Pot roast

From Wikipedia, the free encyclopedia
Jump to navigation Jump to search
Pot roast prepared using beef chuck roast with carrots and parsley

Pot roast is a beef dish[1] made by slow-cooking a usually tough cut of beef in moist heat, sometimes with vegetables. Tougher cuts such as chuck steak, bottom round, short ribs and 7-bone roast are preferred for this technique. While the toughness of the fibers makes them unsuitable for oven roasting, slow cooking tenderizes the meat as the liquid exchanges some of its flavor with the beef.

Browning the roast before adding liquid is an optional step to improve the flavor. Browning can occur at lower temperatures with a longer cooking time, but the result is less intense than a high temperature sear. Either technique can be used when making pot roast.[2] The result is tender, succulent meat and a rich liquid that lends itself to gravy.

In North America, where it is also known as "Yankee pot roast",[3] the dish is often served with vegetables such as carrots, potatoes and onions simmered in the cooking liquid. Pot roast is an American variation of the French dish boeuf à la mode that has been modified by influences from German Americans and American Jews.


According to food writer James Beard, French immigrants to New England brought their cooking method called à l'étouffée for tenderizing meats. Later immigrants from Germany to Pennsylvania and the Mid West cooked sauerbraten and marinated roasts, larded and slow-cooked for taste and tenderness. In New Orleans, daube was a popular dish. Jewish immigrants brought in adaptations from Hungary, Austria, and Russia.[4]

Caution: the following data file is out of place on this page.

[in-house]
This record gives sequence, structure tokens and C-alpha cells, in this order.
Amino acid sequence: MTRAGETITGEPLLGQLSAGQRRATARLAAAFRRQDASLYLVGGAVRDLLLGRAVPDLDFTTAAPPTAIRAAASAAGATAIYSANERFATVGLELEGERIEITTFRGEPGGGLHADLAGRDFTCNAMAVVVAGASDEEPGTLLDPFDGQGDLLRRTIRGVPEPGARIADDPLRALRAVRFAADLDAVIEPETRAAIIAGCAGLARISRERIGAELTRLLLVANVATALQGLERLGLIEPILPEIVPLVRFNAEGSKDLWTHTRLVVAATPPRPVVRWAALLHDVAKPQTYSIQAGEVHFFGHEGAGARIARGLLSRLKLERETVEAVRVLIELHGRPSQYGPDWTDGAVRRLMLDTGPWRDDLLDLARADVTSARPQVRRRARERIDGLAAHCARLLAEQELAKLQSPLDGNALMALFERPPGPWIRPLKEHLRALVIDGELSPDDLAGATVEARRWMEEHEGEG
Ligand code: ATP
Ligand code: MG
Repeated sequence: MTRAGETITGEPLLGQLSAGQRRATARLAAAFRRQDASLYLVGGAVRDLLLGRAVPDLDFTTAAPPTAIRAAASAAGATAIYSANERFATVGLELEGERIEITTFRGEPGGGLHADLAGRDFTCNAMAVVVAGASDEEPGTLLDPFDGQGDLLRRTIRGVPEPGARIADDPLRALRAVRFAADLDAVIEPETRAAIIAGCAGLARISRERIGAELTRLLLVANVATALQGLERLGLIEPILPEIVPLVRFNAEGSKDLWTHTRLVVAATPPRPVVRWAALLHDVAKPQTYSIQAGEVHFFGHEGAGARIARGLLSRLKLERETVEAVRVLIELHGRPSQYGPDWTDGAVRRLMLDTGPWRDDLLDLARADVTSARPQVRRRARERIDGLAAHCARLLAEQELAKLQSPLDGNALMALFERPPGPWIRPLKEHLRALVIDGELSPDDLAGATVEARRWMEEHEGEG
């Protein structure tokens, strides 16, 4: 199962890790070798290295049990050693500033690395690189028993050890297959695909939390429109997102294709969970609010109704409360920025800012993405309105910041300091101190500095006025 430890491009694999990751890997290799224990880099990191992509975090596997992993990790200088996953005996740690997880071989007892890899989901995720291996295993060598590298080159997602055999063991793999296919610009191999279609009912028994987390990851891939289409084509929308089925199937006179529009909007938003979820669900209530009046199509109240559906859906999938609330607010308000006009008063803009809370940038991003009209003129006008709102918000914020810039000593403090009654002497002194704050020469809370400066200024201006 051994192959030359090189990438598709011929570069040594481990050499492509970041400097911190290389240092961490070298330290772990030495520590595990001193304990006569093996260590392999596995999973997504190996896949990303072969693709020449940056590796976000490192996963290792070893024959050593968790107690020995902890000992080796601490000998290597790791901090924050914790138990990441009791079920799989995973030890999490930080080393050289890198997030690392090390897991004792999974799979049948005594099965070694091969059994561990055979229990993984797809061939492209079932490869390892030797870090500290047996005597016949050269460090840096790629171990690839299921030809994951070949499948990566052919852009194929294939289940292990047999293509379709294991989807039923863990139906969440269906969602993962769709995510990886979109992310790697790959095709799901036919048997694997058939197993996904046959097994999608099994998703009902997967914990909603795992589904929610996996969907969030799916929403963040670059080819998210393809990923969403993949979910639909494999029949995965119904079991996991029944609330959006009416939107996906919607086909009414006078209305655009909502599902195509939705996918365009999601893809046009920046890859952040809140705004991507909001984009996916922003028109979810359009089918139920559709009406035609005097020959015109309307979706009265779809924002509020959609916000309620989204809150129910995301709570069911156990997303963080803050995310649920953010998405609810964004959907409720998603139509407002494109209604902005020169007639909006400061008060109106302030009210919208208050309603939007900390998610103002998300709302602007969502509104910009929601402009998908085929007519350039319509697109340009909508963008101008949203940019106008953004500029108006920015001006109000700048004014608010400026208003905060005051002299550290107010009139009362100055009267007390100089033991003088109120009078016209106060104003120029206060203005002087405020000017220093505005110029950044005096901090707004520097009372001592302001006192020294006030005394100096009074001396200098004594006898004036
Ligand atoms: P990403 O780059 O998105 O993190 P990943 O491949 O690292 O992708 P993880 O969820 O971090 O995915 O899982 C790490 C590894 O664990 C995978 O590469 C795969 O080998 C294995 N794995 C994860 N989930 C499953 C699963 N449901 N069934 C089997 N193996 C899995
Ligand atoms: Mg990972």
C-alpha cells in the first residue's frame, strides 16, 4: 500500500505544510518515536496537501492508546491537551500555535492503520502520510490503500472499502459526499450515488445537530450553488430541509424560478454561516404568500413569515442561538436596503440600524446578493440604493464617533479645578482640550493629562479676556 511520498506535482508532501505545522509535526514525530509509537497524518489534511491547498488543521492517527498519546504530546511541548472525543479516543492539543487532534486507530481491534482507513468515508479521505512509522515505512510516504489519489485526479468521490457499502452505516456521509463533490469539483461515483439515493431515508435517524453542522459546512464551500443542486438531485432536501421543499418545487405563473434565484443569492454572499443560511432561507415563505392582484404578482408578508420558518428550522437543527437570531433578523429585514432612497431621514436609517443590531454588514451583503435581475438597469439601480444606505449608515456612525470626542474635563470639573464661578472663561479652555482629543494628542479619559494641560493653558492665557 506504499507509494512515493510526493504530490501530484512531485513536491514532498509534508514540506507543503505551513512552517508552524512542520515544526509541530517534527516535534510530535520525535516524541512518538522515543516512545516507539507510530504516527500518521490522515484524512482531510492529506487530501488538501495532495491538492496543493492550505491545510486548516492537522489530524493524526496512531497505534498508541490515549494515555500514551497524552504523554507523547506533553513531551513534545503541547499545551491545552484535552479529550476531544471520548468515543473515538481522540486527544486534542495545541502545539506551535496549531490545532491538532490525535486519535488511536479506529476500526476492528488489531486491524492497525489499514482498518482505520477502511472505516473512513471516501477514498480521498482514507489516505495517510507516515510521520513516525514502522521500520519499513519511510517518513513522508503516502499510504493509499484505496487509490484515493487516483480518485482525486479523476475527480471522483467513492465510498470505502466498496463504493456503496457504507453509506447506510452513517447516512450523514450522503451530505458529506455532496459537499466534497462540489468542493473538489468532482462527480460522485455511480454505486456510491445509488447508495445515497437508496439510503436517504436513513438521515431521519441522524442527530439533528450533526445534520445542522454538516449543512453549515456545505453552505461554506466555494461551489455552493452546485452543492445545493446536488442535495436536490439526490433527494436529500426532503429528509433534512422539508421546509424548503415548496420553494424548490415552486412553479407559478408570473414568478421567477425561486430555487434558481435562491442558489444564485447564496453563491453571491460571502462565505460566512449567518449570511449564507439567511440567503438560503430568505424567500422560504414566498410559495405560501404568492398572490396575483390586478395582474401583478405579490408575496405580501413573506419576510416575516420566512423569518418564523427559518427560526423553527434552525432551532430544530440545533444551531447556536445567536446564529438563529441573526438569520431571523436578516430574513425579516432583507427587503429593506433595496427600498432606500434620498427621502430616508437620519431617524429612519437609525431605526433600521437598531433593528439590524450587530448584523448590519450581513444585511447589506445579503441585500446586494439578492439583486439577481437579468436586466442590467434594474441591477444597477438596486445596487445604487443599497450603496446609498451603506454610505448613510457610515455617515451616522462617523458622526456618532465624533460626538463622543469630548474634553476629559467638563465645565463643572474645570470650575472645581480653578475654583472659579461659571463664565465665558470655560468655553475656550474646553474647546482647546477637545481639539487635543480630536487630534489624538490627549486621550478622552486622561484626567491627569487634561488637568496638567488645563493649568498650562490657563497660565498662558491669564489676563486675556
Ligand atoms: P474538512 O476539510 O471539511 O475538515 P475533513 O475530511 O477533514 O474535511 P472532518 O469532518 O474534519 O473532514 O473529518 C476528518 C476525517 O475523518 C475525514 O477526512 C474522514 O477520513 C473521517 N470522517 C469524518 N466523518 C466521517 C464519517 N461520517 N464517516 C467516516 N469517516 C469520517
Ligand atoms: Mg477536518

Boliche with rice and plantains

Boliche is a Cuban pot roast dish consisting of eye round beef roast stuffed with ham[5][6] browned in olive oil simmered in water with onions until the meat is soft, and then quartered potatoes added.[7]

See also[edit]


  1. ^ Peterson, J. (2014). Done.: A Cook's Guide to Knowing When Food Is Perfectly Cooked. Chronicle Books LLC. p. 16. ISBN 978-1-4521-3228-0. Retrieved March 7, 2017.
  2. ^ The Science of Good Cooking:Master 50 Simple Concepts to Enjoy a Lifetime of Success in the Kitchen. America's Test Kitchen.
  3. ^ pot roast Definition in the Food Dictionary at Epicurious.com
  4. ^ Beard, James (2009) [originally published 1972]. James Beard's American Cookery. New York: Little, Brown & Co. ISBN 978-0-31-606981-6.
  5. ^ MacVeigh, J. (2008). International Cuisine. Cengage Learning. p. 488. ISBN 978-1-111-79970-0. Retrieved March 7, 2017.
  6. ^ Linares, R. (2016). Chef Ronaldo's Sabores de Cuba: Diabetes-Friendly Traditional and Nueva Cubano Cuisine. American Diabetes Association. p. pt187. ISBN 978-1-58040-656-7.
  7. ^ Cox, B.; Jacobs, M. (2016). Eating Cuban: 120 Authentic Recipes from the Streets of Havana to American Shores. Abrams. p. pt134. ISBN 978-1-68335-182-5. Retrieved March 7, 2017.

External links[edit]

  • Media related to Pot roast at Wikimedia Commons